Ljubljana – Slovenia will play a major role in the organisation of the Conference on the Future of Europe as the bulk of the project is held during the Slovenian EU presidency. The country would like to add value to the conference substance-wise as well. It will strive to make sure that as many voices of EU citizens are heard as possible.
Although Slovenia will not be in charge of leading the event’s discussions, it will strive to actively contribute to them and seek to add value to the Slovenian EU presidency as well, the Foreign Ministry had told the STA.
The conference, which was launched on 9 May, is a joint undertaking by the heads of the European Parliament, European Commission and the government of the current member state holding the EU presidency.
In the second half of the year, when Slovenia presides over the Council of the EU, Prime Minister Janez Janša will participate in the organisation of the conference. Foreign Ministry State Secretary Gašper Dovžan is on the conference’s executive board, which will oversee the general organisation and management of the project.
During its EU presidency, Slovenia will be a nexus between other member states and the organisers of the conference, a link providing an exchange of information and views, the ministry said.
As a member state, Slovenia will also actively take part in the discussions and seek to add value to the conference substance-wise in line with a joint decision that has been made by Janša, President Borut Pahor and a number of experts.
“At a governmental level Slovenia will strive for a Europe that will be stronger on the outside and more flexible on the inside. The country will strive for the strengthening of the EU’s capacities and for a better resilience to various types of crisis,” the ministry said.
The government will also support efforts to increase the role of the EU in the bloc’s foreign and security policies that should be managed strategically and in cooperation with partners.
Moreover, Slovenia will strive for the strengthening of the EU’s leading role in areas on a global level, including environmental issues, global public health and demographic policy.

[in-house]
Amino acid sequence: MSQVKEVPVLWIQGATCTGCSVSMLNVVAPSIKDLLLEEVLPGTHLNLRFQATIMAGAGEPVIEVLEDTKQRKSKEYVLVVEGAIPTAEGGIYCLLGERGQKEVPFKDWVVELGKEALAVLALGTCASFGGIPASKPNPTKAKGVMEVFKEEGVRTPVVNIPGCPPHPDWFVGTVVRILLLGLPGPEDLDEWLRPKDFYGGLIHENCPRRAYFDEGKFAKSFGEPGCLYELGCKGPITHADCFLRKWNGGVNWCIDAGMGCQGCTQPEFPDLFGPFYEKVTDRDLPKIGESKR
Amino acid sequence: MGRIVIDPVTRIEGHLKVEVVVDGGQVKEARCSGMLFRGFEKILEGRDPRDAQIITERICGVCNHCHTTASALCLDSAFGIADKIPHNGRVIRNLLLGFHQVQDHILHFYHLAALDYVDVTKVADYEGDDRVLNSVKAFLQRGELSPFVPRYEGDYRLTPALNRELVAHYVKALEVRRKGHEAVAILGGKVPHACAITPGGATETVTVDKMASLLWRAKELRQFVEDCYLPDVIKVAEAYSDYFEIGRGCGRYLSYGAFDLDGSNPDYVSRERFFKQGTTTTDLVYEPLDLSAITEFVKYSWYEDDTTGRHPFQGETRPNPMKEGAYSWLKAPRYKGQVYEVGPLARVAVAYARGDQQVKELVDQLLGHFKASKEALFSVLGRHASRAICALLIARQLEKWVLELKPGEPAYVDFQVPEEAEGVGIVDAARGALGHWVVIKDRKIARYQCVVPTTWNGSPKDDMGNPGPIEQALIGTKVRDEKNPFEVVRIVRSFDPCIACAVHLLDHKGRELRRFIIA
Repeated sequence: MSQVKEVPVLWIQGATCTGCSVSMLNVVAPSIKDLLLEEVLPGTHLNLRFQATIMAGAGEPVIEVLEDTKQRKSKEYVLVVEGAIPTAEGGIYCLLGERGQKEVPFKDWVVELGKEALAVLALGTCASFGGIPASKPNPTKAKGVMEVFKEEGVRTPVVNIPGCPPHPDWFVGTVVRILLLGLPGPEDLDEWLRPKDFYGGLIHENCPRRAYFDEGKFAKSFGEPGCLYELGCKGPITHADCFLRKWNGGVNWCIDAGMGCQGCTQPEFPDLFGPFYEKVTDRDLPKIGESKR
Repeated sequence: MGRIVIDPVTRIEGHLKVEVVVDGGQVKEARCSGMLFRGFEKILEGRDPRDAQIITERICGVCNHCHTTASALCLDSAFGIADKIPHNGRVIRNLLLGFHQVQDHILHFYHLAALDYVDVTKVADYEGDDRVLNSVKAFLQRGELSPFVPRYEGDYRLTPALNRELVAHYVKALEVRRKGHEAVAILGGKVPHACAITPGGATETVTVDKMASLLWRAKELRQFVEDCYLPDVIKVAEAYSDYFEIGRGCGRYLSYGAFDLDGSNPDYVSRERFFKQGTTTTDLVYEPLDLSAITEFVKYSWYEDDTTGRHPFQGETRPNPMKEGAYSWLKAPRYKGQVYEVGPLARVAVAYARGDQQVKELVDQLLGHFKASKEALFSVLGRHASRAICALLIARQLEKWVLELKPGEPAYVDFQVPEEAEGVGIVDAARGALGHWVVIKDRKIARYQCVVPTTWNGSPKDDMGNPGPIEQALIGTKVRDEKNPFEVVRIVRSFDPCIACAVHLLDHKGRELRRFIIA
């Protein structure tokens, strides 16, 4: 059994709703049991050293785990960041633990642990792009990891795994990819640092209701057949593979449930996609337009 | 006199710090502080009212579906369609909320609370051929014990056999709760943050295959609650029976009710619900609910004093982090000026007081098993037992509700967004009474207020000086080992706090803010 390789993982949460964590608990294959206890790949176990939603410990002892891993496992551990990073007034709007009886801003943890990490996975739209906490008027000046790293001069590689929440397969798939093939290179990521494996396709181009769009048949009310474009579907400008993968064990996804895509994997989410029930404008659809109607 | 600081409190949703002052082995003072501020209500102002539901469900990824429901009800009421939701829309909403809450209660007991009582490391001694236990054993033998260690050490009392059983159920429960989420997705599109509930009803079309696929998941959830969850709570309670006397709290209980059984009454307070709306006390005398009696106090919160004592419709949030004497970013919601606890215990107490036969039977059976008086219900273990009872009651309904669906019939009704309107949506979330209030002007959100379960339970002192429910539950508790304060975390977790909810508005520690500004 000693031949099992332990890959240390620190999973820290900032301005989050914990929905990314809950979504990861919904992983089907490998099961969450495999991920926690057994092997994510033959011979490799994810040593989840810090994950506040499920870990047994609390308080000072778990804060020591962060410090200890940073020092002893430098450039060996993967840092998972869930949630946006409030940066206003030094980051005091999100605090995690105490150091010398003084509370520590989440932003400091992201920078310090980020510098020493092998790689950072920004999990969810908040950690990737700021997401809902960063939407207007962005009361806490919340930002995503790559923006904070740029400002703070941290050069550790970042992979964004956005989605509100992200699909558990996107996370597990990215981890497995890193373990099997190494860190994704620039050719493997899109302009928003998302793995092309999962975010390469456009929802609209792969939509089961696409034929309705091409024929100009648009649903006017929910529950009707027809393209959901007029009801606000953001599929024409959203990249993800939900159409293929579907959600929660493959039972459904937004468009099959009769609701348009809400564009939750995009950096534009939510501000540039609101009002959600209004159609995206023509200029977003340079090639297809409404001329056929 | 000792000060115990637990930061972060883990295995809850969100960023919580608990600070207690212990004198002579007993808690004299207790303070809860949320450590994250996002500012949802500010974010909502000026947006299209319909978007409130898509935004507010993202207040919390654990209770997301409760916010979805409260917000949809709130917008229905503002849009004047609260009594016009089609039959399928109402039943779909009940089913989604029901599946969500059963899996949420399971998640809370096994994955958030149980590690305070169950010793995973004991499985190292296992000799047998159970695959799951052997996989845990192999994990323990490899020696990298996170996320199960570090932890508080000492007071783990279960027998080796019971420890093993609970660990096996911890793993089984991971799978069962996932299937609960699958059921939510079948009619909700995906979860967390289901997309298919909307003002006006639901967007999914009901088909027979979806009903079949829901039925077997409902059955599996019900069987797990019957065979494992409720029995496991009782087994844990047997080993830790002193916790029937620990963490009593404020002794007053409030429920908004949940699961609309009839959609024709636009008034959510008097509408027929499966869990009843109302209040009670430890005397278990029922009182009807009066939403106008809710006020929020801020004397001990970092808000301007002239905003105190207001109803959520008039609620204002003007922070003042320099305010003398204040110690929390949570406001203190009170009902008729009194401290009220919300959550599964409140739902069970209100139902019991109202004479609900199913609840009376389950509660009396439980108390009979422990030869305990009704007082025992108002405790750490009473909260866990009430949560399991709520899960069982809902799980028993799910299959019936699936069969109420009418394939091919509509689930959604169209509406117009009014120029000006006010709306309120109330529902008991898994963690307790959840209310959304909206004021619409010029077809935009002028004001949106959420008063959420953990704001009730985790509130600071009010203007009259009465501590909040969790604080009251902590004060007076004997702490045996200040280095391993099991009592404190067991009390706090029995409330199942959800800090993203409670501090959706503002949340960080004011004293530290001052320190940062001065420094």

The government will aim to build trust between member states based on principles of equality, mutual respect and cooperation, the ministry noted.
This year’s Bled Strategic Forum, the country’s prime foreign policy event, will be fully dedicated to discussions on the future of Europe. Many top officials from other EU countries and EU institutions are expected to attend, as well as representatives of key European international partners and civil society.
Addressing a debate that launched the conference in Slovenia on Thursday, Janša said it had been agreed within the current presidency trio (Germany, Portugal, Slovenia), as well as the next (France, the Czech Republic and Sweden), to open up discussion.
“This should not only be a discussion on a governmental level, but a discussion where anyone could participate,” he said.
The success of the conference depends on the extent of inclusion, on the input by the young, local communities and regions, precarious workers and other segments of Europe’s society, said Matjaž Nahtigal, a professor at the Ljubljana Faculty of Social Sciences.
According to him, the key challenge of the conference is setting up a knowledge society and knowledge economy for all.
Nahtigal thinks that the conference could help strengthen democratic discourse by the civil society in Slovenia, provide support for independent institutions and help create initiatives that would reinvent the country as an active, productive and creative member of the bloc.
According to the Future of Europe Eurobarometer survey, which was conducted between 22 October and 20 November 2020 and released ahead of the conference’s launch, 63% of Slovenian respondents intend to take part in the conference, 12 points above the EU average.